Hope has long been a friend of mine. As a depressed teenager, the thing that most kept my spirits up was the anticipation of the next youth group event, or date with a girlfriend. Whatever the reasons for my current sadness, the future was a question mark, and sometimes question marks are amazing.

 

As a young adult, my hope was smaller in scope. During long days at work, my hope was in an evening of video games, or the dinner I planned to make later. My life was a series of small hopes followed by small victories, and nearly all the days were good days.

 

My early thirties expanded my hopes to the distant world, and the supernatural. Maybe God could be found again. Maybe the latest social justice cause had a light at the end of the tunnel. Each day had the possibility of far-reaching improvement, and I looked forward to participating in it. When social justice asked me to shun people who thought differently than me, my hope in people led me to put my efforts elsewhere. For a long time, I thought my hope was well placed.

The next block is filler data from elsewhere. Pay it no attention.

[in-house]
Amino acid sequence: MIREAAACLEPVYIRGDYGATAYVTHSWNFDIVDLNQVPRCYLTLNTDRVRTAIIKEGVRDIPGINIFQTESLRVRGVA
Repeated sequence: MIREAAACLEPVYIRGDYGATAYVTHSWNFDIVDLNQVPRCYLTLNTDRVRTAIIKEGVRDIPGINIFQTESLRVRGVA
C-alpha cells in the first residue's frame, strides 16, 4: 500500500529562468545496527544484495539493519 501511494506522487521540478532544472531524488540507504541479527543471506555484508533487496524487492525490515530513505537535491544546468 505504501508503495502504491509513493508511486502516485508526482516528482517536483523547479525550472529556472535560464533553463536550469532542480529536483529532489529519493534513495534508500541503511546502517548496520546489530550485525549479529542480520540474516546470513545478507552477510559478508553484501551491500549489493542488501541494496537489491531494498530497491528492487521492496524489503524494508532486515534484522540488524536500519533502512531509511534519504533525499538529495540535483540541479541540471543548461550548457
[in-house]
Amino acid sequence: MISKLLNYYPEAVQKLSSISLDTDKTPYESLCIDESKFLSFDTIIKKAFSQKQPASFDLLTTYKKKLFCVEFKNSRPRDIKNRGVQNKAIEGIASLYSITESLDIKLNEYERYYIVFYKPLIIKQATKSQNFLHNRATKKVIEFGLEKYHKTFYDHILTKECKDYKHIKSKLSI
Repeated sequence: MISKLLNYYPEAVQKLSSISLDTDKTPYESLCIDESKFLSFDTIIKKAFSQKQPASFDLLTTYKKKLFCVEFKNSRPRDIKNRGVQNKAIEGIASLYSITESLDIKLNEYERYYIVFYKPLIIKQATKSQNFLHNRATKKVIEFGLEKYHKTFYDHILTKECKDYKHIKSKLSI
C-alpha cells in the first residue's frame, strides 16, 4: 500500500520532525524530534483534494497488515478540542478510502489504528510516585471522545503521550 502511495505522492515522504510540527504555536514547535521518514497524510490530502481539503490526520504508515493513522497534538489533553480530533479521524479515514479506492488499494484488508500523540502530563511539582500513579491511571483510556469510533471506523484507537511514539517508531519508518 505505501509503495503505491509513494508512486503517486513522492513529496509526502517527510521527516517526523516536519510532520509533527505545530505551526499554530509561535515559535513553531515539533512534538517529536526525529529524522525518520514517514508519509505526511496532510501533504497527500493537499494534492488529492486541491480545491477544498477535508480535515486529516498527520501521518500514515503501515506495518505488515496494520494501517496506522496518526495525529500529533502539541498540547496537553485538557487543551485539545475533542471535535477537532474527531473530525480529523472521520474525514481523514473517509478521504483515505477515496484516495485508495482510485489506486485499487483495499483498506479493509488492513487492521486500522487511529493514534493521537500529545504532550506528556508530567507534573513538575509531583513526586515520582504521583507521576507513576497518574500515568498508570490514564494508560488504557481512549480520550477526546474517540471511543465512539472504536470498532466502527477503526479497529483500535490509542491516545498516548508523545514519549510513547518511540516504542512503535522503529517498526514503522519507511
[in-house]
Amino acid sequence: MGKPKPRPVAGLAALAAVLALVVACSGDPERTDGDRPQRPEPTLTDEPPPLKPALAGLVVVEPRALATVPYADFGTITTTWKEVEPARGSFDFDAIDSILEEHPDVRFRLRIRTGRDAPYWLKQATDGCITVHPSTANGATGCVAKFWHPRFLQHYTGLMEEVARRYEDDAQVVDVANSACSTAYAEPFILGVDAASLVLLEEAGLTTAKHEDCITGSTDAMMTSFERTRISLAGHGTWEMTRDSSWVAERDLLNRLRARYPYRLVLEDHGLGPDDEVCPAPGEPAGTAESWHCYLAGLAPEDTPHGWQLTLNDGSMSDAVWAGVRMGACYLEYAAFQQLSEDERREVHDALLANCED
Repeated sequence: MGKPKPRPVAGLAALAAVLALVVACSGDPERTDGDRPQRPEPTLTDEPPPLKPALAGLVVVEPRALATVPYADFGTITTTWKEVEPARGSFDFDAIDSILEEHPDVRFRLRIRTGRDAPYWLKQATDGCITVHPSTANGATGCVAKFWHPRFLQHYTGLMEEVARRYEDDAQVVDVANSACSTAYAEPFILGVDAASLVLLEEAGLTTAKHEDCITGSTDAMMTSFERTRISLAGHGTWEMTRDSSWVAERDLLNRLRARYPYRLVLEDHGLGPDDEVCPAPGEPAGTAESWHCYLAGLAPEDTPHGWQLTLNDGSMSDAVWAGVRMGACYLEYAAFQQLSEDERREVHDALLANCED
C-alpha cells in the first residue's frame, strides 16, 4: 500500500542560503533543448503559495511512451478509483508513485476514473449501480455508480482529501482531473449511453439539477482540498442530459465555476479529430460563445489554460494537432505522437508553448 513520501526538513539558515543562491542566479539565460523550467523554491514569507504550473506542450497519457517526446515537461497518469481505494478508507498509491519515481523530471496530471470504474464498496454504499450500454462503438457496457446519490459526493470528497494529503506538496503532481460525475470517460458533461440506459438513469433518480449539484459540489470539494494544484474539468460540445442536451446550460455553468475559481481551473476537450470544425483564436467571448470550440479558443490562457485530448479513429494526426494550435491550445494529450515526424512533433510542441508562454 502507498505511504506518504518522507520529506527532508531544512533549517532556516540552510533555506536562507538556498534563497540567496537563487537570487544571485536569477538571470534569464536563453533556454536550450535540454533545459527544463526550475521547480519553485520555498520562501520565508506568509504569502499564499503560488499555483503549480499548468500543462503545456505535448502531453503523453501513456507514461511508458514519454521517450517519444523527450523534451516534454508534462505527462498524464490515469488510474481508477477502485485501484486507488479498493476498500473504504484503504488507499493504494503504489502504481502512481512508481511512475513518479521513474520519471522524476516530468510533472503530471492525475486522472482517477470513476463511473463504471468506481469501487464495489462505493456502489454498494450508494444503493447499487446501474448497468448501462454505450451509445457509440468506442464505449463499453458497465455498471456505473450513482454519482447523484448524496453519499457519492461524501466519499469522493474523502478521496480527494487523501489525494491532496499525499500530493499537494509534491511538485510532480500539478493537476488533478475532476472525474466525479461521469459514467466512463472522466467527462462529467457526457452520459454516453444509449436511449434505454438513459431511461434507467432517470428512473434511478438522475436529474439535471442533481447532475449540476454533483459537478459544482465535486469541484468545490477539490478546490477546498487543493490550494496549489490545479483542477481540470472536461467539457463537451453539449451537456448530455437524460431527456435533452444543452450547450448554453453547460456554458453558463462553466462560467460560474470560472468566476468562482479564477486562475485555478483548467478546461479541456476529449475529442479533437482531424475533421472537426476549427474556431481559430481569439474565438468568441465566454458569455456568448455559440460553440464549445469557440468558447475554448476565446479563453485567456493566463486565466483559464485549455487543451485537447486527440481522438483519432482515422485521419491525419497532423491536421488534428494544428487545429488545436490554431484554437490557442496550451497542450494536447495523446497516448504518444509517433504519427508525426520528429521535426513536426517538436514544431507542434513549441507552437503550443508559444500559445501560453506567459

These days I struggle to find hope most of the time. Because humans are as weak as we are, we betray our better intentions. We'll abandon real people in our physical lives in favor of idolized people thousands of miles away. We'll repeat the mistakes of our ideological opponents, changing the labels, but keeping the logical errors. We'll allow ourselves to be emotionally affected by the sorrows of people we can't help, and will never meet, but we'll never learn that our neighbor has a lost a partner, or that our postal carrier got a promotion. It's as if our technological evolution has surpassed our mind's ability to cope with everything our eyes can see, and we're paying the price for it. I don't know how to process daily doses of disappointment. In myself. In others.

 

I want my hope back. I want to believe that events and people and organizations matter. I want to believe that light is real, and that I'm capable of finding it. It seems absurd to be hoping for hope. But maybe recognizing the circular motion of it all is the first step in making it real. 

 

—Ryan Blanchard